A reason is a consideration which justifies or explains.
Reasons are what people appeal to when making arguments about what people should do or believe. (Those are reasons in the normative sense.) For example, that a doctor's patient is grimacing is a reason to believe the patient is in pain. That the patient is in pain is a reason for the doctor to do things to alleviate the pain.
In another sense of the term, reasons are explanations of why things happened. (These are reasons in the explanatory sense.) For example, the reason the patient is in pain is that her nerves are sending signals from her tissues to her brain.
A reason, in many cases, is brought up by the question "why?", and answered following the word because. Additionally, words and phrases such as since, due to, as, considering (that), a result (of), and in order to, for example, all serve as explanatory locutions that precede the reason to which they refer.
Normative vs. explanatory reasons
Normative reasons (i.e. justifying reasons) are often said to be "considerations which count in favor" of some state of affairs (this is, at any rate, a common view, notably held by T. M. Scanlon and Derek Parfit).
Explanatory reasons are considerations which serve to explain why things have happened—they are reasons events occur, or why states of affairs are the way they are. In other words, "reason" can also be a synonym for "cause". For example, a reason a car starts is that its ignition is turned. In the context of explaining the actions of beings who act for reasons (i.e., rational agents), these are called motivating reasons—e.g., the reason Bill went to college was to learn; i.e., that he would learn was his motivating reason. At least where a rational agent is acting rationally, her motivating reasons are those considerations which she believes count in favor of her so acting.
Some philosophers (one being John Broome) view normative reasons as the same as "explanations of ought facts". Just as explanatory reasons explain why some descriptive fact obtains (or came to obtain), normative reasons on this view explain why some normative facts obtain, i.e., they explain why some state of affairs ought to come to obtain (e.g., why someone should act or why some event ought to take place).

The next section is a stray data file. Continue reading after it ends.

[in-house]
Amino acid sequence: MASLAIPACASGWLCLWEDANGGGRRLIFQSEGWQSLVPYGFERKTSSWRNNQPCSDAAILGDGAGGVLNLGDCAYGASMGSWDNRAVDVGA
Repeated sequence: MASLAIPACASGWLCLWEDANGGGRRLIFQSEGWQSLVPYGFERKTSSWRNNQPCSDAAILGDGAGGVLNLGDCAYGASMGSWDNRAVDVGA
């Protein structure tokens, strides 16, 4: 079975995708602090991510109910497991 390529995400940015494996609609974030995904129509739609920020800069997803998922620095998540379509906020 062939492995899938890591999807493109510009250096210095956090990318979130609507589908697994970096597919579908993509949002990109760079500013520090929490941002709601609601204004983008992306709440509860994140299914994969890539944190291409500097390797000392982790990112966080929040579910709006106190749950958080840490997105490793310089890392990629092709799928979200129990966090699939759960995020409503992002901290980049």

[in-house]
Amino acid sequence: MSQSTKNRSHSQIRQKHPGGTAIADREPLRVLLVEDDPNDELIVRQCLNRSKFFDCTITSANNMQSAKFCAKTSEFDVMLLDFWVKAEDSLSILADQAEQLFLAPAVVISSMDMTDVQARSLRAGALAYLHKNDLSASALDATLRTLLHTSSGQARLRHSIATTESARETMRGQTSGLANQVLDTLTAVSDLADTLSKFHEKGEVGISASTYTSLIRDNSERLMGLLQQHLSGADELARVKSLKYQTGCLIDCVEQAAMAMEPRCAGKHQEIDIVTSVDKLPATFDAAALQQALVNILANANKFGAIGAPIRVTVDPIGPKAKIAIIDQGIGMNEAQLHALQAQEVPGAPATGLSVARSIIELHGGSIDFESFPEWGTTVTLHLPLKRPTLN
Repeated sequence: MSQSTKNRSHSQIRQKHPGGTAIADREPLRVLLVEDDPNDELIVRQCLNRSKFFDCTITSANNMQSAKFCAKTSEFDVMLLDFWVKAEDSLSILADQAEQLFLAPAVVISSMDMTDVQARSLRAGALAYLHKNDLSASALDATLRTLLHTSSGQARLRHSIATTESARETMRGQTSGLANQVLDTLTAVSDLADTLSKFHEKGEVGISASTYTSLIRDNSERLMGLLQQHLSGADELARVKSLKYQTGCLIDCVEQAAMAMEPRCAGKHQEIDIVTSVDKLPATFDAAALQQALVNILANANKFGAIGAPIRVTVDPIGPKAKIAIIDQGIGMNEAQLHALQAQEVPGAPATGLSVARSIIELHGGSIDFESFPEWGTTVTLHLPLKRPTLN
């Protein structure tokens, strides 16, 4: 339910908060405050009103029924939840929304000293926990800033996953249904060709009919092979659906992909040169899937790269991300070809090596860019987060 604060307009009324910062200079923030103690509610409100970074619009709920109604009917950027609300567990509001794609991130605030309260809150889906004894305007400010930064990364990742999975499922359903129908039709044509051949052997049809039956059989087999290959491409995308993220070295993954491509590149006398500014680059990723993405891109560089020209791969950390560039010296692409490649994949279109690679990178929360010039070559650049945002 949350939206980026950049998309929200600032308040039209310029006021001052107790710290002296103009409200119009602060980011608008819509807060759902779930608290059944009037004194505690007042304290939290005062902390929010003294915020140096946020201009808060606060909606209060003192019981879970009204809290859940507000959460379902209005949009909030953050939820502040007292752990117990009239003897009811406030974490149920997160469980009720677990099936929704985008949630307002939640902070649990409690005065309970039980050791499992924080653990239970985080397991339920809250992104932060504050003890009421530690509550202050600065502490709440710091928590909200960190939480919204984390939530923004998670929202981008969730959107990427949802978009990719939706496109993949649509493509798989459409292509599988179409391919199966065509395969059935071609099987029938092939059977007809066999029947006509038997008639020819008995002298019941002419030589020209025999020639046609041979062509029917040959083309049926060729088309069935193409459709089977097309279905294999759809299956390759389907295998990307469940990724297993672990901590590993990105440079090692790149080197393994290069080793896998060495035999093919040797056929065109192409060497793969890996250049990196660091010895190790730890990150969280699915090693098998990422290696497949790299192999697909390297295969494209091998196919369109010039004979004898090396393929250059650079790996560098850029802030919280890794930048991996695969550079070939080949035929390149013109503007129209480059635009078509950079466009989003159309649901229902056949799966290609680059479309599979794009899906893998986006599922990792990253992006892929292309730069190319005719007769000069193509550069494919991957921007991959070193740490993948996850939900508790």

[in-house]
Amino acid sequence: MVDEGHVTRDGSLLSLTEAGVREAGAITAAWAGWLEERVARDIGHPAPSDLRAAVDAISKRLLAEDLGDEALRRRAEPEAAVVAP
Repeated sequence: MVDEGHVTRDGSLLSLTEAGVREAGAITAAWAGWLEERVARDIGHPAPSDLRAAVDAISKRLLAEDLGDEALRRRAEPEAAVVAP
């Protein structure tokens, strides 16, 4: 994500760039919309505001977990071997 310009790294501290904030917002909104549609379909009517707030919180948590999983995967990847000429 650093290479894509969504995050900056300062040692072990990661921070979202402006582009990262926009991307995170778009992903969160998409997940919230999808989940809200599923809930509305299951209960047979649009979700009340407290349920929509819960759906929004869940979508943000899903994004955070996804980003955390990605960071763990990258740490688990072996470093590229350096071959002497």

Epistemic vs. practical reasons
Philosophers, when discussing reasoning that is influenced by norms, commonly make a distinction between theoretical reason and practical reason. These are capacities that draw on epistemic reasons (matters of fact and of explanation) or practical reasons (reasons for action) respectively. Epistemic reasons (also called theoretical or evidential reasons) are considerations which count in favor of believing some proposition to be true. Practical reasons are considerations which count in favor of some action or the having of some attitude (or at least, count in favor of wanting or trying to bring those actions or attitudes about).
Epistemic reasons in argumentation
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In informal logic, a reason consists of either a single premise or co-premises in support of an argument. In formal symbolic logic, only single premises occur. In informal reasoning, two types of reasons exist. An evidential reason is a foundation upon which to believe that or why a claim is true. An explanatory reason attempts to convince someone how something is or could be true, but does not directly convince one that it is true.
- Merriam-Webster.com Merriam-Webster Dictionary definition of reason
- Scanlon, T.M. (2000-11-15). What We Owe to Each Other. Belknap Press. p. 17. ISBN 9780674004238.
- Parfit, Derek (January 23, 2009). On What Matters (forthcoming) (PDF). Rutgers University. Archived from the original (PDF) on March 31, 2010. Retrieved September 16, 2011.
- Broome, John. "Reasons". In Reason and Value: Themes from the Moral Philosophy of Joseph Raz. Edited by R. Jay Wallace et al. Oxford: Oxford University Press, 2004. p. 28.
- Wallace, R. Jay (2014-01-01). Zalta, Edward N., ed. Practical Reason (Summer 2014 ed.).